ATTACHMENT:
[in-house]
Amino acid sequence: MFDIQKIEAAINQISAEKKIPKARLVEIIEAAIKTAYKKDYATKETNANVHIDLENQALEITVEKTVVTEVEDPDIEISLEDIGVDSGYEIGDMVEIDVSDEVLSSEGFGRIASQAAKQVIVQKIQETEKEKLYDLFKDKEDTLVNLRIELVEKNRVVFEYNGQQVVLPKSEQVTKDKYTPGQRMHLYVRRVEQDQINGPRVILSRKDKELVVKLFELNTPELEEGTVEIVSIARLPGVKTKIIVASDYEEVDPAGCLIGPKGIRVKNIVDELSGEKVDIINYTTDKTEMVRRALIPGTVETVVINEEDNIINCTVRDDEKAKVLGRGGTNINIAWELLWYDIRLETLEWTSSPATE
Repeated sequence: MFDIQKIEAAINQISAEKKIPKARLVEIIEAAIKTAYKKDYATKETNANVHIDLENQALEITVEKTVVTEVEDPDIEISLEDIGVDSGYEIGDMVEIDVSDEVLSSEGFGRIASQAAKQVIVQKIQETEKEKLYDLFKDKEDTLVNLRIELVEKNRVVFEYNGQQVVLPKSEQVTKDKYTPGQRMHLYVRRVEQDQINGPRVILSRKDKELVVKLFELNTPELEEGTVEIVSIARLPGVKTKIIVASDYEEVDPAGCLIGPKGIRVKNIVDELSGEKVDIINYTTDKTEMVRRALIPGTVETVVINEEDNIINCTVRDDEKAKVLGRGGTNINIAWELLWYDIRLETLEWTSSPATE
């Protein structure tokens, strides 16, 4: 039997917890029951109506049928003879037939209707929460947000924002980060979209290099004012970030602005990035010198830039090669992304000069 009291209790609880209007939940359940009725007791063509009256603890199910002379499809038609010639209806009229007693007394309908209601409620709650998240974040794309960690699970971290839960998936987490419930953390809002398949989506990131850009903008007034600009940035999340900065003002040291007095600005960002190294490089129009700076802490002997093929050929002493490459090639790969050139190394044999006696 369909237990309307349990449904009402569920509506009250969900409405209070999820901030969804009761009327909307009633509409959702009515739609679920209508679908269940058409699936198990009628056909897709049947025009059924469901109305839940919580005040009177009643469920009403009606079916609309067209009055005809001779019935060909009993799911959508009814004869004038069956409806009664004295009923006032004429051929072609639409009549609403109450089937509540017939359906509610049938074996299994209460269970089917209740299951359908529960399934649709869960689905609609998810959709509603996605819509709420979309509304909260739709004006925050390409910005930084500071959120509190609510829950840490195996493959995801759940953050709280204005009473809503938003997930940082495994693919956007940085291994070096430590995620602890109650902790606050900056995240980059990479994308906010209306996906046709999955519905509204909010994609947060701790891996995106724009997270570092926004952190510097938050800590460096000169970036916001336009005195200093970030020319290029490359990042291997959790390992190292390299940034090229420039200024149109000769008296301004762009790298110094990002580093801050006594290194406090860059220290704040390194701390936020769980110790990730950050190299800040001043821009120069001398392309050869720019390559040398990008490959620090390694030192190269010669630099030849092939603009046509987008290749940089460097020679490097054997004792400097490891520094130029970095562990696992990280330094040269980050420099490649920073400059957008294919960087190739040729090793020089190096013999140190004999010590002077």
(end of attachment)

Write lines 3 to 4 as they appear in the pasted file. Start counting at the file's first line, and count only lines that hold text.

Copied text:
Repeated sequence: MFDIQKIEAAINQISAEKKIPKARLVEIIEAAIKTAYKKDYATKETNANVHIDLENQALEITVEKTVVTEVEDPDIEISLEDIGVDSGYEIGDMVEIDVSDEVLSSEGFGRIASQAAKQVIVQKIQETEKEKLYDLFKDKEDTLVNLRIELVEKNRVVFEYNGQQVVLPKSEQVTKDKYTPGQRMHLYVRRVEQDQINGPRVILSRKDKELVVKLFELNTPELEEGTVEIVSIARLPGVKTKIIVASDYEEVDPAGCLIGPKGIRVKNIVDELSGEKVDIINYTTDKTEMVRRALIPGTVETVVINEEDNIINCTVRDDEKAKVLGRGGTNINIAWELLWYDIRLETLEWTSSPATE
């Protein structure tokens, strides 16, 4: 039997917890029951109506049928003879037939209707929460947000924002980060979209290099004012970030602005990035010198830039090669992304000069 009291209790609880209007939940359940009725007791063509009256603890199910002379499809038609010639209806009229007693007394309908209601409620709650998240974040794309960690699970971290839960998936987490419930953390809002398949989506990131850009903008007034600009940035999340900065003002040291007095600005960002190294490089129009700076802490002997093929050929002493490459090639790969050139190394044999006696 369909237990309307349990449904009402569920509506009250969900409405209070999820901030969804009761009327909307009633509409959702009515739609679920209508679908269940058409699936198990009628056909897709049947025009059924469901109305839940919580005040009177009643469920009403009606079916609309067209009055005809001779019935060909009993799911959508009814004869004038069956409806009664004295009923006032004429051929072609639409009549609403109450089937509540017939359906509610049938074996299994209460269970089917209740299951359908529960399934649709869960689905609609998810959709509603996605819509709420979309509304909260739709004006925050390409910005930084500071959120509190609510829950840490195996493959995801759940953050709280204005009473809503938003997930940082495994693919956007940085291994070096430590995620602890109650902790606050900056995240980059990479994308906010209306996906046709999955519905509204909010994609947060701790891996995106724009997270570092926004952190510097938050800590460096000169970036916001336009005195200093970030020319290029490359990042291997959790390992190292390299940034090229420039200024149109000769008296301004762009790298110094990002580093801050006594290194406090860059220290704040390194701390936020769980110790990730950050190299800040001043821009120069001398392309050869720019390559040398990008490959620090390694030192190269010669630099030849092939603009046509987008290749940089460097020679490097054997004792400097490891520094130029970095562990696992990280330094040269980050420099490649920073400059957008294919960087190739040729090793020089190096013999140190004999010590002077």